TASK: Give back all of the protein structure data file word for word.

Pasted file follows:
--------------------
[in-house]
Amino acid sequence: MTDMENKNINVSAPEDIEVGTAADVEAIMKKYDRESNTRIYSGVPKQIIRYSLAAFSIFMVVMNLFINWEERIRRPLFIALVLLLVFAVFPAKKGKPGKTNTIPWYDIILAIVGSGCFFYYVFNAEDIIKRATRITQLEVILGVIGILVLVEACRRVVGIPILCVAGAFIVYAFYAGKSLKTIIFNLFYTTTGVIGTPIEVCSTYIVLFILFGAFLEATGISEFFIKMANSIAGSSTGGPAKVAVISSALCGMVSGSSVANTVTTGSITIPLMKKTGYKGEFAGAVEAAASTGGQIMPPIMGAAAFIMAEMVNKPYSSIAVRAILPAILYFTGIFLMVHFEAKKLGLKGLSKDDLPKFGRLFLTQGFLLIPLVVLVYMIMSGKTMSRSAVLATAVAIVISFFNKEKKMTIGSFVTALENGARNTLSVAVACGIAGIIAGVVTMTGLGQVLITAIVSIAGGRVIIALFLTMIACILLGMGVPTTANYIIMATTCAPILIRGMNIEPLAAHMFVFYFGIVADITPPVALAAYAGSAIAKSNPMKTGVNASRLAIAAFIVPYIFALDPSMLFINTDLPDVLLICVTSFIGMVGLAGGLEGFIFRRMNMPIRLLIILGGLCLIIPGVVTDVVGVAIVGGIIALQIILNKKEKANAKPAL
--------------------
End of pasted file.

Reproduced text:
[in-house]
Amino acid sequence: MTDMENKNINVSAPEDIEVGTAADVEAIMKKYDRESNTRIYSGVPKQIIRYSLAAFSIFMVVMNLFINWEERIRRPLFIALVLLLVFAVFPAKKGKPGKTNTIPWYDIILAIVGSGCFFYYVFNAEDIIKRATRITQLEVILGVIGILVLVEACRRVVGIPILCVAGAFIVYAFYAGKSLKTIIFNLFYTTTGVIGTPIEVCSTYIVLFILFGAFLEATGISEFFIKMANSIAGSSTGGPAKVAVISSALCGMVSGSSVANTVTTGSITIPLMKKTGYKGEFAGAVEAAASTGGQIMPPIMGAAAFIMAEMVNKPYSSIAVRAILPAILYFTGIFLMVHFEAKKLGLKGLSKDDLPKFGRLFLTQGFLLIPLVVLVYMIMSGKTMSRSAVLATAVAIVISFFNKEKKMTIGSFVTALENGARNTLSVAVACGIAGIIAGVVTMTGLGQVLITAIVSIAGGRVIIALFLTMIACILLGMGVPTTANYIIMATTCAPILIRGMNIEPLAAHMFVFYFGIVADITPPVALAAYAGSAIAKSNPMKTGVNASRLAIAAFIVPYIFALDPSMLFINTDLPDVLLICVTSFIGMVGLAGGLEGFIFRRMNMPIRLLIILGGLCLIIPGVVTDVVGVAIVGGIIALQIILNKKEKANAKPAL